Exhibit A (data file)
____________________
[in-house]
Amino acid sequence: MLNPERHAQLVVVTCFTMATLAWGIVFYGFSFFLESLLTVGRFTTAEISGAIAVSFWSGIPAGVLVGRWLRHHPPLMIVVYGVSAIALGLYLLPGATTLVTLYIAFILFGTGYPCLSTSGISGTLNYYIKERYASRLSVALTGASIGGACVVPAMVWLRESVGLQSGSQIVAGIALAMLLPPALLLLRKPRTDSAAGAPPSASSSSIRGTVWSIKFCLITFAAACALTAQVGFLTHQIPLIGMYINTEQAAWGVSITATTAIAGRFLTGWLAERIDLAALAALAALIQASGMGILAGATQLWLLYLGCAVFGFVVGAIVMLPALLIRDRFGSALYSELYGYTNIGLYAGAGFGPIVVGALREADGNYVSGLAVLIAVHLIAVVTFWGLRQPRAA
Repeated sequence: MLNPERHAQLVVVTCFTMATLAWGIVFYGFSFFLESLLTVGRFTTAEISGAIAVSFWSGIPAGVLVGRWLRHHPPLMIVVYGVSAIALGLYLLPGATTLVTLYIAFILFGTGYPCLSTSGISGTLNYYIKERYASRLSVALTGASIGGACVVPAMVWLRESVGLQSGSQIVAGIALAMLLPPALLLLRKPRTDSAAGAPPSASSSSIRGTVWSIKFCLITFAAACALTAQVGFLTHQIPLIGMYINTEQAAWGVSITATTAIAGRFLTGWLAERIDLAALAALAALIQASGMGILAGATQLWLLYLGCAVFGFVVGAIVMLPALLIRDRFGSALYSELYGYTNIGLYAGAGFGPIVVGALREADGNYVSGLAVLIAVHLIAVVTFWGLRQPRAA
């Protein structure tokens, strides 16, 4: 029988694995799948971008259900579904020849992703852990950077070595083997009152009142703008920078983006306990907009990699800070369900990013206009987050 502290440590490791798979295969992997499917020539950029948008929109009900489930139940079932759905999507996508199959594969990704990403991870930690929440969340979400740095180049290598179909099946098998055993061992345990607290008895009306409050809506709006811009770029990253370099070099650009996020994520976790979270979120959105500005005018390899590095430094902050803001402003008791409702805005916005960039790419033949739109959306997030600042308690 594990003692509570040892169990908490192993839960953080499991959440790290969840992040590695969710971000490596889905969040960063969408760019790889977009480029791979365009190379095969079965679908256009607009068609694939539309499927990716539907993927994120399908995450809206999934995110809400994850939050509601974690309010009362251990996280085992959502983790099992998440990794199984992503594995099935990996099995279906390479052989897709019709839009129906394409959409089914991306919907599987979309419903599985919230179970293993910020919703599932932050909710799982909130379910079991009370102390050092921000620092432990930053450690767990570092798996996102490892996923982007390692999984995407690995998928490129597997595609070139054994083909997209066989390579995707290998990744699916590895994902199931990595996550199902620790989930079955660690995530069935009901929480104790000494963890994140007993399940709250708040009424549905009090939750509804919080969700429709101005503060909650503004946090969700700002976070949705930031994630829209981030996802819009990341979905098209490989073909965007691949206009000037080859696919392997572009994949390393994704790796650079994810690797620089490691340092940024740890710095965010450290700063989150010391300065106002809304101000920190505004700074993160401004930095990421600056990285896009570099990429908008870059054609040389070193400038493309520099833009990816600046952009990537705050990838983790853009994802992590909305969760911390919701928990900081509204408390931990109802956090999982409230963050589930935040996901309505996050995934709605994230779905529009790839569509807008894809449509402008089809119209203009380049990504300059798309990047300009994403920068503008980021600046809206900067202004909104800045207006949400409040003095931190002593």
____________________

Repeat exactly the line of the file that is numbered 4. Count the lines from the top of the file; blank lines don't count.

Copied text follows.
């Protein structure tokens, strides 16, 4: 029988694995799948971008259900579904020849992703852990950077070595083997009152009142703008920078983006306990907009990699800070369900990013206009987050 502290440590490791798979295969992997499917020539950029948008929109009900489930139940079932759905999507996508199959594969990704990403991870930690929440969340979400740095180049290598179909099946098998055993061992345990607290008895009306409050809506709006811009770029990253370099070099650009996020994520976790979270979120959105500005005018390899590095430094902050803001402003008791409702805005916005960039790419033949739109959306997030600042308690 594990003692509570040892169990908490192993839960953080499991959440790290969840992040590695969710971000490596889905969040960063969408760019790889977009480029791979365009190379095969079965679908256009607009068609694939539309499927990716539907993927994120399908995450809206999934995110809400994850939050509601974690309010009362251990996280085992959502983790099992998440990794199984992503594995099935990996099995279906390479052989897709019709839009129906394409959409089914991306919907599987979309419903599985919230179970293993910020919703599932932050909710799982909130379910079991009370102390050092921000620092432990930053450690767990570092798996996102490892996923982007390692999984995407690995998928490129597997595609070139054994083909997209066989390579995707290998990744699916590895994902199931990595996550199902620790989930079955660690995530069935009901929480104790000494963890994140007993399940709250708040009424549905009090939750509804919080969700429709101005503060909650503004946090969700700002976070949705930031994630829209981030996802819009990341979905098209490989073909965007691949206009000037080859696919392997572009994949390393994704790796650079994810690797620089490691340092940024740890710095965010450290700063989150010391300065106002809304101000920190505004700074993160401004930095990421600056990285896009570099990429908008870059054609040389070193400038493309520099833009990816600046952009990537705050990838983790853009994802992590909305969760911390919701928990900081509204408390931990109802956090999982409230963050589930935040996901309505996050995934709605994230779905529009790839569509807008894809449509402008089809119209203009380049990504300059798309990047300009994403920068503008980021600046809206900067202004909104800045207006949400409040003095931190002593």